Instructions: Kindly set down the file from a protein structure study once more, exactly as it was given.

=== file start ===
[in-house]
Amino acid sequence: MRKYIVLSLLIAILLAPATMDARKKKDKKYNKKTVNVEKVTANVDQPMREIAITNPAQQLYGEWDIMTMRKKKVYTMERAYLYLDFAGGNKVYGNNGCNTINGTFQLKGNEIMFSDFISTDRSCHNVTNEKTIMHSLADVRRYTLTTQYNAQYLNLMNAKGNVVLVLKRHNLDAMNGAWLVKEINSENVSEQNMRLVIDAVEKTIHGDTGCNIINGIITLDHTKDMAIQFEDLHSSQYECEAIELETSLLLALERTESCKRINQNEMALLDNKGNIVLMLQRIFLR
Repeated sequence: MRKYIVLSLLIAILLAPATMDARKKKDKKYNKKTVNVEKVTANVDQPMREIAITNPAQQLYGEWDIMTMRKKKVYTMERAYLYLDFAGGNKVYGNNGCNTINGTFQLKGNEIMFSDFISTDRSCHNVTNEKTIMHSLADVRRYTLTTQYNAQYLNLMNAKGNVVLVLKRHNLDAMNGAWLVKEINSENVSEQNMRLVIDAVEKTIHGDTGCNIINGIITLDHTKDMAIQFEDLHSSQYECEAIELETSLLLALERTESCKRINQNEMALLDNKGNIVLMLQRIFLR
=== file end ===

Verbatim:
[in-house]
Amino acid sequence: MRKYIVLSLLIAILLAPATMDARKKKDKKYNKKTVNVEKVTANVDQPMREIAITNPAQQLYGEWDIMTMRKKKVYTMERAYLYLDFAGGNKVYGNNGCNTINGTFQLKGNEIMFSDFISTDRSCHNVTNEKTIMHSLADVRRYTLTTQYNAQYLNLMNAKGNVVLVLKRHNLDAMNGAWLVKEINSENVSEQNMRLVIDAVEKTIHGDTGCNIINGIITLDHTKDMAIQFEDLHSSQYECEAIELETSLLLALERTESCKRINQNEMALLDNKGNIVLMLQRIFLR
Repeated sequence: MRKYIVLSLLIAILLAPATMDARKKKDKKYNKKTVNVEKVTANVDQPMREIAITNPAQQLYGEWDIMTMRKKKVYTMERAYLYLDFAGGNKVYGNNGCNTINGTFQLKGNEIMFSDFISTDRSCHNVTNEKTIMHSLADVRRYTLTTQYNAQYLNLMNAKGNVVLVLKRHNLDAMNGAWLVKEINSENVSEQNMRLVIDAVEKTIHGDTGCNIINGIITLDHTKDMAIQFEDLHSSQYECEAIELETSLLLALERTESCKRINQNEMALLDNKGNIVLMLQRIFLR